Friday, May 20, 2016

F. A. Hayek and the Meaning of Competition

 Friedrich A. Hayek

Richard Ebeling emails:

Seventy years ago, today, on May 20, 1946, Austrian economist, Friedrich A. Hayek, delivered at Princeton University one of his most important and insightful lectures on, “The Meaning of Competition.” It was published in 1948 in a collection of his essays, “Individualism and Economic Order.”

The central argument of Hayek’s lecture was to challenge the logic and relevance of the “perfect competition” model in mainstream Microeconomic theory. He said that the assumptions of the perfect competition model – that all market participants on the demand- and supply sides, respectively, are too small relative to the overall market in which they interact to influence the market price, i.e., each takes the market price as “given’; every seller in each market produces and sells a product that is exactly like that marketed by their immediate rivals in the same market, i.e., no product differentiation; and each market participant possesses perfect or sufficient knowledge about relevant market conditions to never make a buying or selling mistake in terms of the price they pay as demanders or accept as sellers – are such that they logically eliminate any meaning to the normal and everyday use and understanding of the idea “to compete.”

The perfect competition model assumes away all those “problems” that competition is, in reality, meant to solve. As Hayek had explained in his earlier article, “The Use of Knowledge in Society” (September 1945), knowledge is never perfect or the same for all individuals because inescapably matching the division of labor is a division of knowledge.

And given that the future is inherently unpredictable in a world of change, the task and role of competition is precisely to provide an institutional setting in which individuals have both the incentives and opportunities to try to discover, in peaceful rivalry with each other, who may be able to make that new, better or less expensive product that consumers might be willing to purchase, Hayek now elaborated and explained in “The Meaning of Competition.”

Through the assumptions of the perfect competition model, microeconomic theory assumed away the need for a theory of the market process the very purpose of which could and should be to explain how individuals in the market would ever establish through their interactions the hypothetical conditions that, if ever achieved, would reflect and define a state of perfect economic equilibrium within and across markets.

Economists may draw their supply and demand curves, and their marginal revenue and marginal and other cost curves on the classroom chalkboard, and show the “optimal” equilibrium relationships; but in the real world none of these curves are known and even if ranges of them could be empirically identified “today,” market conditions will inevitably be different “tomorrow.”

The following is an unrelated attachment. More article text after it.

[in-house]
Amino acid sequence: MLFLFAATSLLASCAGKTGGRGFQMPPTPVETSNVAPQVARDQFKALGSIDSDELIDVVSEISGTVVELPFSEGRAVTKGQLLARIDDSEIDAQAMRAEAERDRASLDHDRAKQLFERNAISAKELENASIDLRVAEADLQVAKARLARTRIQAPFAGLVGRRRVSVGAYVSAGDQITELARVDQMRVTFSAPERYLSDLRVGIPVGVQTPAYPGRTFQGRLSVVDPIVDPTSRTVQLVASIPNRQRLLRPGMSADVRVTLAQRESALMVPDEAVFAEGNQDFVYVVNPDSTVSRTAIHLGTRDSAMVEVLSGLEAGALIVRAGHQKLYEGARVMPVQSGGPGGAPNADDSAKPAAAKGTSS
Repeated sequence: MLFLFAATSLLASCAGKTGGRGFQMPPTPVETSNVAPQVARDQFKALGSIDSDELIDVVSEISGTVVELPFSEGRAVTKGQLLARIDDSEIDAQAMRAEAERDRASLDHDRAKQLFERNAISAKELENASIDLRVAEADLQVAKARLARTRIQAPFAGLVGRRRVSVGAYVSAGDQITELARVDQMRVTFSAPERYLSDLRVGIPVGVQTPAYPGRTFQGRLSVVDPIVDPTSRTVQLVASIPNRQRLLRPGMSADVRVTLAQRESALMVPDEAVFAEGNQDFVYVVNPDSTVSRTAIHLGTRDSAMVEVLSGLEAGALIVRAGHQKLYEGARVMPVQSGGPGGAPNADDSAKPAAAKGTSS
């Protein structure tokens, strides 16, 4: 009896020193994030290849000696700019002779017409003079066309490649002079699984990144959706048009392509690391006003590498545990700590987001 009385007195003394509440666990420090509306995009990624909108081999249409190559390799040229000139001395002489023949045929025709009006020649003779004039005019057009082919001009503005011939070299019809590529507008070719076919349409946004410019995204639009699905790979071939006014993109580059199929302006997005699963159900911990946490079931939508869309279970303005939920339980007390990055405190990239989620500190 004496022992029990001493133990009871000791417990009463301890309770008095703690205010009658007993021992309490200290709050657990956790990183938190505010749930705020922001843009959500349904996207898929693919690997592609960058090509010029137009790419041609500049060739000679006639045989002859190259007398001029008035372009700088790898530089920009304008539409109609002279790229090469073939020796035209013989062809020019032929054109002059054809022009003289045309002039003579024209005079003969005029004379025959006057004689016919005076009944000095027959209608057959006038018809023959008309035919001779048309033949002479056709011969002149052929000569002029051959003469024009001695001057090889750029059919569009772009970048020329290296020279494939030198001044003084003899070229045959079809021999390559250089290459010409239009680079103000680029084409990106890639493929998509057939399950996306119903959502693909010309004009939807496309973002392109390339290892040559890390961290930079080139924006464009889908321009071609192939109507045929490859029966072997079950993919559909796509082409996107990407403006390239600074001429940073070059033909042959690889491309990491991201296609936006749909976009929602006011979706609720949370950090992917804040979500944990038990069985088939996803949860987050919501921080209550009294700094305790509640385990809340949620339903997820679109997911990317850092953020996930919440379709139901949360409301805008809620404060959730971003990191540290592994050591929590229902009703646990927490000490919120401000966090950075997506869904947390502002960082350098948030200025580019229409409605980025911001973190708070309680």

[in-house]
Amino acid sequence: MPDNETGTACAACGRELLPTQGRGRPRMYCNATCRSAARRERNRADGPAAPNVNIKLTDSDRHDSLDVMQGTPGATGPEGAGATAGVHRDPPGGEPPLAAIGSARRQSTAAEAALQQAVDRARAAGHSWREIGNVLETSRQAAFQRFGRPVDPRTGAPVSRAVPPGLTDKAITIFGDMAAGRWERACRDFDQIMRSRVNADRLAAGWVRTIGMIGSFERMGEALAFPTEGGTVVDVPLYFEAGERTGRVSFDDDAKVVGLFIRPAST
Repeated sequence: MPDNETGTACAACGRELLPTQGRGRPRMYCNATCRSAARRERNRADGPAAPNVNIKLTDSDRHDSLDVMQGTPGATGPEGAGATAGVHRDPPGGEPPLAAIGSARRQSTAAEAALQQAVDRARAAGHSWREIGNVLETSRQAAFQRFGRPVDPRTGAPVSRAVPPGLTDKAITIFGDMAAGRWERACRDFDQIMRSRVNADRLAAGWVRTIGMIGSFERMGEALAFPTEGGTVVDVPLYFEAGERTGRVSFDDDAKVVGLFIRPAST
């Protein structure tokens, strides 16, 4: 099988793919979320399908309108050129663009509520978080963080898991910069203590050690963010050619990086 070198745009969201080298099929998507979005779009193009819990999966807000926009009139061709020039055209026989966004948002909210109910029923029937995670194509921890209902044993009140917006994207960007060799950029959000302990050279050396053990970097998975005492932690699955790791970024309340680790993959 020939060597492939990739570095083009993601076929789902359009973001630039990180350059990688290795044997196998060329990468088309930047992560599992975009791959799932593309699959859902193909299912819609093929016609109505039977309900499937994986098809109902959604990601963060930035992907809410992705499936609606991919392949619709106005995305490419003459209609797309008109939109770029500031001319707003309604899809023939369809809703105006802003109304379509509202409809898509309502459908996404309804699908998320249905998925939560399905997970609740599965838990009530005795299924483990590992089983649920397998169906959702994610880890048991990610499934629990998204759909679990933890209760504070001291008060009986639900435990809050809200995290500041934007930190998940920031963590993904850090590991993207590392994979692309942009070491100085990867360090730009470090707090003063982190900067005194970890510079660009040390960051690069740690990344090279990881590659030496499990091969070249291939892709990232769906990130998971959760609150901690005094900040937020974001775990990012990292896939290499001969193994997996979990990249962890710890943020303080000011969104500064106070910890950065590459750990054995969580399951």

One of the dangers to which mainstream economists were susceptible, Hayek warned, was the belief that because they could abstractly and hypothetically trace out what such equilibrium conditions and relationships logically should look like, they too easily fell into the illusionary trap that this enabled them to practically or empirically identify any existing market situation as “perfectly” or “imperfectly” competitive. The implication being that if the observed market situation was declared to be “suboptimal,” the duty of economic policy should be to regulate and direct markets into the “perfectly competitive” pattern.

Hayek’s policy perspective and prescription was to accept the fact that such imaginary perfectly competitive equilibrium states can never be determined and calculated in the real world. This is partly due to the fact that we don’t know what the market “facts” and relationships can be and will be independent of and before the competitive process has been allowed to play itself out.

The benchmark of comparison, Hayek said, was not any existing market set of outcomes relative to the imaginary conception of a state of “perfect competition.” Instead it should be a comparison between situations in which competition did not operate, primarily due to various forms of government interventions, restrictions, and prohibitions, and the positive results when any degree of free, unrestricted and open competition is a work, when the market is left alone.

As Hayek concluded, and came in later years to especially emphasize, the necessity was for economists was to accept and show greater humility, that there are inevitable limits on what the economist can know and “correct” as a matter of policy. And that the best that may be possible in any given situation is only discovered through the competitive process, which requires allowing the market to work with little or no interference from governments and their economic policy advisors who often suffer from (as he entitled his 1974 Nobel lecture) a “pretense of knowledge.”

The full text of Hayek’s lecture, “The Meaning of Competition,” is available online here.


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